A Transformed 'Starlight Express' Strives Toward Broadway Opening
It started out as a child's fantasy about railroad trains - inspired by a 4-year-old boy's wide-eyed wonderment, written specifically for children and based loosely on the Cinderella story.
But when "Starlight Express" begins performances this week as a spectacularly high-tech production with record-breaking budgets, the new Andrew Lloyd Webber musical will bear about as much resemblance to the original idea as a toy locomotive does to the space shuttle.
Already a success in London, where it is in the third year of its run, the show has been transformed on its journey to Broadway, which cost $8 million and presented a formidable array of obstacles.
"Most people, going to see 'Starlight Express' in New York after having seen it in London, would say, 'My God, they've changed it completely' " said the director, Trevor Nunn.
Despite significant changes in content and presentation, however, most of the show's problems were provided by its technological demands, which necessitated several delays. Preview performances were initially scheduled to begin last Tuesday, were postponed until last Thursday, and then were postponed yet again, with technical difficulties cited as the reason. "Starlight" is now expected to begin previews tomorrow night for an official opening on March 5.
"Starlight" is "phenomenally complex", Mr Nunn said, and many of the potential pitfalls are apparent from even a brief look at the $2.5 million set that has transformed the Gershwin Theatre.
The modest little story Mr Lloyd Webber wrote for his son has now been transposed by the set designer John Napier onto a panorama of all 50 American states, with scenes that range from the Grand Canyon and the Rocky Mountains to the White House and the Brooklyn Bridge - all linked by an intricate array of rail-road tracks.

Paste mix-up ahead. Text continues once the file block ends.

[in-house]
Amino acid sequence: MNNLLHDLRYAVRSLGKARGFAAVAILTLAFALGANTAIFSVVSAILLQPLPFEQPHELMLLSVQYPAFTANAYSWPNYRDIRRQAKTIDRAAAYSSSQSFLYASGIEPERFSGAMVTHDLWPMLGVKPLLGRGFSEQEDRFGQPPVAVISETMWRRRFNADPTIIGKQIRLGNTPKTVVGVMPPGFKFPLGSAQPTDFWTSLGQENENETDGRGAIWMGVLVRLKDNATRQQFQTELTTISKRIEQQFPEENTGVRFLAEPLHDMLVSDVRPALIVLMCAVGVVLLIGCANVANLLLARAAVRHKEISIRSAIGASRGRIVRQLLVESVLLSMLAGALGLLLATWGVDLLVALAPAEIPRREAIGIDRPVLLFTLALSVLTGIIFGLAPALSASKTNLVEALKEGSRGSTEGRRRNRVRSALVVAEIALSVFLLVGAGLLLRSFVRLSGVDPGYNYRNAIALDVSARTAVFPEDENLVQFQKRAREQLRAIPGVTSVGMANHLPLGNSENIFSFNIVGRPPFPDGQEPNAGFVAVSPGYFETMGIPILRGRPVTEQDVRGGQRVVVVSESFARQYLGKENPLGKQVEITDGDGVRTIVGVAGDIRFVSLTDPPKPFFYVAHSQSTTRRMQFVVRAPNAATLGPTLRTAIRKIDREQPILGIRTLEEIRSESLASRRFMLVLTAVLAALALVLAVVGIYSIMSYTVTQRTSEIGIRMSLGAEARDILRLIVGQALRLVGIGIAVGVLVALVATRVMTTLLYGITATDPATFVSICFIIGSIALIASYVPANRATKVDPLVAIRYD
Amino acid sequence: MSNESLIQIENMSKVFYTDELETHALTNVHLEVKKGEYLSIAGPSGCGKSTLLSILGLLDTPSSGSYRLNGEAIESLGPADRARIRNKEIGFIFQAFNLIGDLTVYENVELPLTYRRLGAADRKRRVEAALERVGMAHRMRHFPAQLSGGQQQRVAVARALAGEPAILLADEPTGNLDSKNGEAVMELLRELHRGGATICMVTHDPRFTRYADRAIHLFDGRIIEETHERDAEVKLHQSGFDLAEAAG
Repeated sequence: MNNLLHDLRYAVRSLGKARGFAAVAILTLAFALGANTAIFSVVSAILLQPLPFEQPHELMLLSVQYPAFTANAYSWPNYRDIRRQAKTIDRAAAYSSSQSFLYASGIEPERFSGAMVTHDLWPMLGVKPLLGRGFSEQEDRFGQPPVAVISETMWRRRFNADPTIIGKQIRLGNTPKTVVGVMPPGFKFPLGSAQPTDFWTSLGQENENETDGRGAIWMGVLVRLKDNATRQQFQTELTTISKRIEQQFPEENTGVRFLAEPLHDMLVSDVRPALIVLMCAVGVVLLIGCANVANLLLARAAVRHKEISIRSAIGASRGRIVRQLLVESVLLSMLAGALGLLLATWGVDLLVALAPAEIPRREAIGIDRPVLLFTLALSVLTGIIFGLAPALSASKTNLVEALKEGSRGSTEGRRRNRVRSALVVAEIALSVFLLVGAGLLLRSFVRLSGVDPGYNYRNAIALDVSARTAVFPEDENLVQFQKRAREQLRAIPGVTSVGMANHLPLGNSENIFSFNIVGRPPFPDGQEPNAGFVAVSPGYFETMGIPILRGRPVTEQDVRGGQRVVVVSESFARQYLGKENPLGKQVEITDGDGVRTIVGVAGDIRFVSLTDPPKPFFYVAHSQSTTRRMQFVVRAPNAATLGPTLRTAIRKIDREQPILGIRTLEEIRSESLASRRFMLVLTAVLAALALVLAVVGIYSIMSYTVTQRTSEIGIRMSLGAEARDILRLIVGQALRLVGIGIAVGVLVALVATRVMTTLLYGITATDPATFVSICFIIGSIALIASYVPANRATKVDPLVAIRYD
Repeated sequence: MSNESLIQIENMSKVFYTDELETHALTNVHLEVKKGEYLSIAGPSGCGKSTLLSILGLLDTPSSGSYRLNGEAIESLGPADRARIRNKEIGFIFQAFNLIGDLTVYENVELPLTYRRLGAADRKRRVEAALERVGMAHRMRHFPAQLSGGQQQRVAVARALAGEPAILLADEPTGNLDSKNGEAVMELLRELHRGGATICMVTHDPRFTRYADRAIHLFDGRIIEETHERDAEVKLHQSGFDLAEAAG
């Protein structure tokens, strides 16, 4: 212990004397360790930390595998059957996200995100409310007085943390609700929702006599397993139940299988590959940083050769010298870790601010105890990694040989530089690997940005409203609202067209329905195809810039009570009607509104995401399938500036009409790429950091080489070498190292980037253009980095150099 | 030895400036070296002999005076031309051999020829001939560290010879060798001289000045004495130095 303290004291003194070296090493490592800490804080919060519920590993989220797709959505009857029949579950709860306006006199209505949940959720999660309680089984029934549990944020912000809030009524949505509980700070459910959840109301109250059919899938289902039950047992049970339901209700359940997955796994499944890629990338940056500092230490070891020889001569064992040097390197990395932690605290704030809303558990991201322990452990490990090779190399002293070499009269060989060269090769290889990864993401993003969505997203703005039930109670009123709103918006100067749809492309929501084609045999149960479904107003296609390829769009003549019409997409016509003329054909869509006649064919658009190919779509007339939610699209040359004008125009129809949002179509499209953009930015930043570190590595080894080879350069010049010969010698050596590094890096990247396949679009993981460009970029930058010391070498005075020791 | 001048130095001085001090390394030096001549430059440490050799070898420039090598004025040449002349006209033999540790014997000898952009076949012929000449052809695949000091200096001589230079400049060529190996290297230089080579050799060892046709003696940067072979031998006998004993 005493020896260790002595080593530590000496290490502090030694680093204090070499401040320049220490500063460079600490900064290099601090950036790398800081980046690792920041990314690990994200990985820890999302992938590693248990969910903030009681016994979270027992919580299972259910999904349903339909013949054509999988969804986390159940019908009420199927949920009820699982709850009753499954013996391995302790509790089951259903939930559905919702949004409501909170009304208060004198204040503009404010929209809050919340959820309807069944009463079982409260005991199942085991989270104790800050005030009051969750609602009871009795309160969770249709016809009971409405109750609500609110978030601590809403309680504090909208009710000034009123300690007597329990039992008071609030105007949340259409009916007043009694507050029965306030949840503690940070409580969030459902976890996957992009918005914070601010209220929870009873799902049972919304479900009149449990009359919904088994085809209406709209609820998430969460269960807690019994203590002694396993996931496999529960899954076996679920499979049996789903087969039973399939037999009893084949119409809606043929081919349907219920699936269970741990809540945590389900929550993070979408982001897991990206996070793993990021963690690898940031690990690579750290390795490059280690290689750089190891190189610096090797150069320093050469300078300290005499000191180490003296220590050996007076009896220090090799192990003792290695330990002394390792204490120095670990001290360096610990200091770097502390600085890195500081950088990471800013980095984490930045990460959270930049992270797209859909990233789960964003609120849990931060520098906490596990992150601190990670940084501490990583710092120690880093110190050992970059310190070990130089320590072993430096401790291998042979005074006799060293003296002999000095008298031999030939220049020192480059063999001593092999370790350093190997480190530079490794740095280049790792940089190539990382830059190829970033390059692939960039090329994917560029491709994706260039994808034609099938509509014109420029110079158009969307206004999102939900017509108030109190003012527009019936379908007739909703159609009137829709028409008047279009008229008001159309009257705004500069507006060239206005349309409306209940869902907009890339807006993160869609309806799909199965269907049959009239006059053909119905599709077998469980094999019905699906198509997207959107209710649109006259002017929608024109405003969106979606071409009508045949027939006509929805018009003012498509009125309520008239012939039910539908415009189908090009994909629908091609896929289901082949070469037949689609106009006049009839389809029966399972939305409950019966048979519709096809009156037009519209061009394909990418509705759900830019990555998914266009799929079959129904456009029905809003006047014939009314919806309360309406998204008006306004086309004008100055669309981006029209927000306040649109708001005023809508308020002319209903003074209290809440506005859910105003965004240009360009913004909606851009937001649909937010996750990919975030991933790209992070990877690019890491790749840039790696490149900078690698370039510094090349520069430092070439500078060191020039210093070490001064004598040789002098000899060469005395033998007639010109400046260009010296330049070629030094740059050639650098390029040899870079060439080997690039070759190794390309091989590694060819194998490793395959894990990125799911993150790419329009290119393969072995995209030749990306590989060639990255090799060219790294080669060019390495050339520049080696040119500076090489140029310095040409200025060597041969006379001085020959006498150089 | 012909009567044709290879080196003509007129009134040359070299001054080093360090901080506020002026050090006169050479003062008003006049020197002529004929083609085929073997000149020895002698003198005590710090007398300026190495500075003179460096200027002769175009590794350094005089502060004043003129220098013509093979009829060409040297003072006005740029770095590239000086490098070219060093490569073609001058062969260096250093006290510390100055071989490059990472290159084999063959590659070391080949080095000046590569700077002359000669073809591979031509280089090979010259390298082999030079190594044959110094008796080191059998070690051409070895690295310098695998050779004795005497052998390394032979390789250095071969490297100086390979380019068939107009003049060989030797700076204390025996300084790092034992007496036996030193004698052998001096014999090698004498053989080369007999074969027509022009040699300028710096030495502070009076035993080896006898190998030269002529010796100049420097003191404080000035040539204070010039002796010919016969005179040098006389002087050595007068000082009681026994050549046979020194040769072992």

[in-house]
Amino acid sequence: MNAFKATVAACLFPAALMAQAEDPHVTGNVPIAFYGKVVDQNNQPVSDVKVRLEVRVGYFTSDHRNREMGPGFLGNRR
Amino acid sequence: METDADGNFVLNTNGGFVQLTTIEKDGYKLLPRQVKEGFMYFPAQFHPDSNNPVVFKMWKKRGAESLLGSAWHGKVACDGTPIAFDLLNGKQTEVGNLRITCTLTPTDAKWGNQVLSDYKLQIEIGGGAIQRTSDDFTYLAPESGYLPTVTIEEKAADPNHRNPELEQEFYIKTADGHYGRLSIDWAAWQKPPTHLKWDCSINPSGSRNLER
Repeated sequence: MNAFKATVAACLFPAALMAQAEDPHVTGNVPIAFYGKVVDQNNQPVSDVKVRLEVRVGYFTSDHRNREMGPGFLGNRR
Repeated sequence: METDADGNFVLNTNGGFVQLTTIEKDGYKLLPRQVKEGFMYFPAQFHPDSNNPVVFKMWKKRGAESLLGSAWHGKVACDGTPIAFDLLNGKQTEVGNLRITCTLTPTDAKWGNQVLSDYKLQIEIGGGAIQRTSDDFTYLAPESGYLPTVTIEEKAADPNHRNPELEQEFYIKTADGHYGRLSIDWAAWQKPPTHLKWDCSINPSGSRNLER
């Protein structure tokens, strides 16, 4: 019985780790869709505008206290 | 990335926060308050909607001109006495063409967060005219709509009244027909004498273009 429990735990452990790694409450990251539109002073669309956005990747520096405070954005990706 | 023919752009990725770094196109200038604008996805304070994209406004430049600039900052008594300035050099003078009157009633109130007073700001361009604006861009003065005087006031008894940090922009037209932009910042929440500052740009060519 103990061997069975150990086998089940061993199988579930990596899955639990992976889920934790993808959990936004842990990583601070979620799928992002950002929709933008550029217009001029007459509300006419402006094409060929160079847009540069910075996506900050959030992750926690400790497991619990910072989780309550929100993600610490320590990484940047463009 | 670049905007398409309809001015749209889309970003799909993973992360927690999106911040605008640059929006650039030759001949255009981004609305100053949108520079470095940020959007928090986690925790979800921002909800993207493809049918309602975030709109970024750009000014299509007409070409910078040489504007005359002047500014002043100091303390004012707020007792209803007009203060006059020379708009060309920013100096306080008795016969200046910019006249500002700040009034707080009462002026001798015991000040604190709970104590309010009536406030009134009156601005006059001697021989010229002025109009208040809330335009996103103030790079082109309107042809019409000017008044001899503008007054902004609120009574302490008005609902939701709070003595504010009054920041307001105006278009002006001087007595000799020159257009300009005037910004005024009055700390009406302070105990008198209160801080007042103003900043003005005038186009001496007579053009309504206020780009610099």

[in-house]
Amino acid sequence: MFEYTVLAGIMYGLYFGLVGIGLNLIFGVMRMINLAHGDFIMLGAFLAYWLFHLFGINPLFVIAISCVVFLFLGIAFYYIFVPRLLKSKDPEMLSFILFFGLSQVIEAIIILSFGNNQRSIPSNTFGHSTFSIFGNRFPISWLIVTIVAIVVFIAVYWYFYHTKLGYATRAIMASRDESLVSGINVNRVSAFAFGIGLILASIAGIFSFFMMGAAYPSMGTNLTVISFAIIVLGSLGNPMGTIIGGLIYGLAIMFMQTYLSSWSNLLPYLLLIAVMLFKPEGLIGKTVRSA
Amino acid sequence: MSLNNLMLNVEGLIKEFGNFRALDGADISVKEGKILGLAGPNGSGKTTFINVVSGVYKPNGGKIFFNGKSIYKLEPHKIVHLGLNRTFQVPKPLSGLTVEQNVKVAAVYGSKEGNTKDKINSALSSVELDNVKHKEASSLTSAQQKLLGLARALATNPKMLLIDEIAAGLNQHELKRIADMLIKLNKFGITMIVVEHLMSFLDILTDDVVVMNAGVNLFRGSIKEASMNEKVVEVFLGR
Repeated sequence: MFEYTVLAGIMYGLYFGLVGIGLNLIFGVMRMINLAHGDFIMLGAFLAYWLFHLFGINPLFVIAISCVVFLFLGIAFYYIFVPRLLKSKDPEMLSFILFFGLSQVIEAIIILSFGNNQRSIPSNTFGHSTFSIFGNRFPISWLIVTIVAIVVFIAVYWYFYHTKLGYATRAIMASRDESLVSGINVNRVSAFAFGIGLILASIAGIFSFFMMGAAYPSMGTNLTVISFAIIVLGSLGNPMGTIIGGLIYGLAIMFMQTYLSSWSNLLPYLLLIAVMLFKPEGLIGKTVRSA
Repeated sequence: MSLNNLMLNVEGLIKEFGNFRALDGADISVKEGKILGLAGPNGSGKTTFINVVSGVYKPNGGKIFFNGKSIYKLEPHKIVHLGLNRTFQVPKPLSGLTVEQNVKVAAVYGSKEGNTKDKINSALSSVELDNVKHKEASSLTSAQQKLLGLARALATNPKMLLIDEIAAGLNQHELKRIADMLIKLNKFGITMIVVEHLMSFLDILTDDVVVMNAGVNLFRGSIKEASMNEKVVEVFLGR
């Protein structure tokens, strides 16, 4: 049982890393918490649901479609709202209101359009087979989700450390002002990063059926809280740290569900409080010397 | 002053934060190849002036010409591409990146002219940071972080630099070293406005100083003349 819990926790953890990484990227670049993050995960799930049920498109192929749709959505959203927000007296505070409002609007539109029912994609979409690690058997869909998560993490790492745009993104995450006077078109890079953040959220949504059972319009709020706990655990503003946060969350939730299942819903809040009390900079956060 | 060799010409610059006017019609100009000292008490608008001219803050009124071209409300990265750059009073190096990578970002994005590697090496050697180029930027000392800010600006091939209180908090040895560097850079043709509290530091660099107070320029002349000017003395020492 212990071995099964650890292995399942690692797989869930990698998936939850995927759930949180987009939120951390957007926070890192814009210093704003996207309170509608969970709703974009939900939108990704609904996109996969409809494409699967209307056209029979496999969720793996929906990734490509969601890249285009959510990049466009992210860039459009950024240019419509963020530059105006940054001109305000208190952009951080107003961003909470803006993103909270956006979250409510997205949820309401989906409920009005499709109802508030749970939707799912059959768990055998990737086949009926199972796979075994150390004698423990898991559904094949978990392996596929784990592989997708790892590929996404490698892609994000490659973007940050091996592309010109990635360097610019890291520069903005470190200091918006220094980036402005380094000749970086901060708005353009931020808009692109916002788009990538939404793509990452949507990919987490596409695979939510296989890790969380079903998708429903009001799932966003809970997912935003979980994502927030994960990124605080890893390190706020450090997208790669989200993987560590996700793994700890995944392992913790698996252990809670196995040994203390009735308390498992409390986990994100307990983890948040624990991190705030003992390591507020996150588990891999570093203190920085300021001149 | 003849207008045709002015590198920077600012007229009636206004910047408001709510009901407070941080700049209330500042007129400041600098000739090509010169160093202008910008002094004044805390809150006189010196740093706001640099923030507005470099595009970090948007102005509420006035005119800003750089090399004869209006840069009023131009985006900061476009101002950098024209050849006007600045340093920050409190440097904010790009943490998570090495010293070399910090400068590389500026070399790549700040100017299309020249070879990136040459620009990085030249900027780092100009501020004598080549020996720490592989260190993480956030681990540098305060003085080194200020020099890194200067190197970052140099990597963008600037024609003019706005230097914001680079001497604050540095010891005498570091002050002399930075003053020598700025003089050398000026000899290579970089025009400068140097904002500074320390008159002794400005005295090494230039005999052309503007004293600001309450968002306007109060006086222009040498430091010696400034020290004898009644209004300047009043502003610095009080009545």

The set construction used 1,000 feet of fluorescent tubing, 7,000 sheets of plywood and 120,000 pounds of steel, along with 22 miles of fiber optics to provide 10,000 points of light. More than 50 miles of cable connect the network of lights to six computers, with another four computers coordinating sound and scenery. The set also includes a steel bridge that moves up and down, backward and forward, rotates 360 degrees and tilts while serving as a crucial pathway for the 27-member cast, all of whom zoom around the tracks on roller skates, impersonating railroad trains at full throttle.
Imprecision is Danger
Pretty much every square inch of the set has some hydraulic device of one sort or another, and every part connects up with some other part, and it has to be absolutely precise because human beings are travelling around at great speeds on it", Mr Nunn explained. "It's not just a matter of something tilting at the right angle and meeting with the right gate, it's the gate opening at the exact moment that five skaters travelling toward it at 30 miles an hour are five feet away".
The producers of "Starlight" attribute its budget to the cost of creating such an environment. "The only unusually expensive item in this show is in the area of the physical set, the labour to install it and the reworking of the Gershwin to make it fit the show, along with a higher-than-average costume figure and the lighting", said Martin Starger, who co-produced "Starlight" with Lord Grade. "The insurance is high because it's a high-budget show, but it's proportional".
One thing "Starlight's" elaborate set does not include is the main feature of the London production, in which the audience was completely surrounded by loops of track that encircled the theater, taking the skaters to the back of the house and up to the mezzanine. Because some of the audience was unable to follow the action some of the time, television monitors were provided for those portions of the race that careered out of site.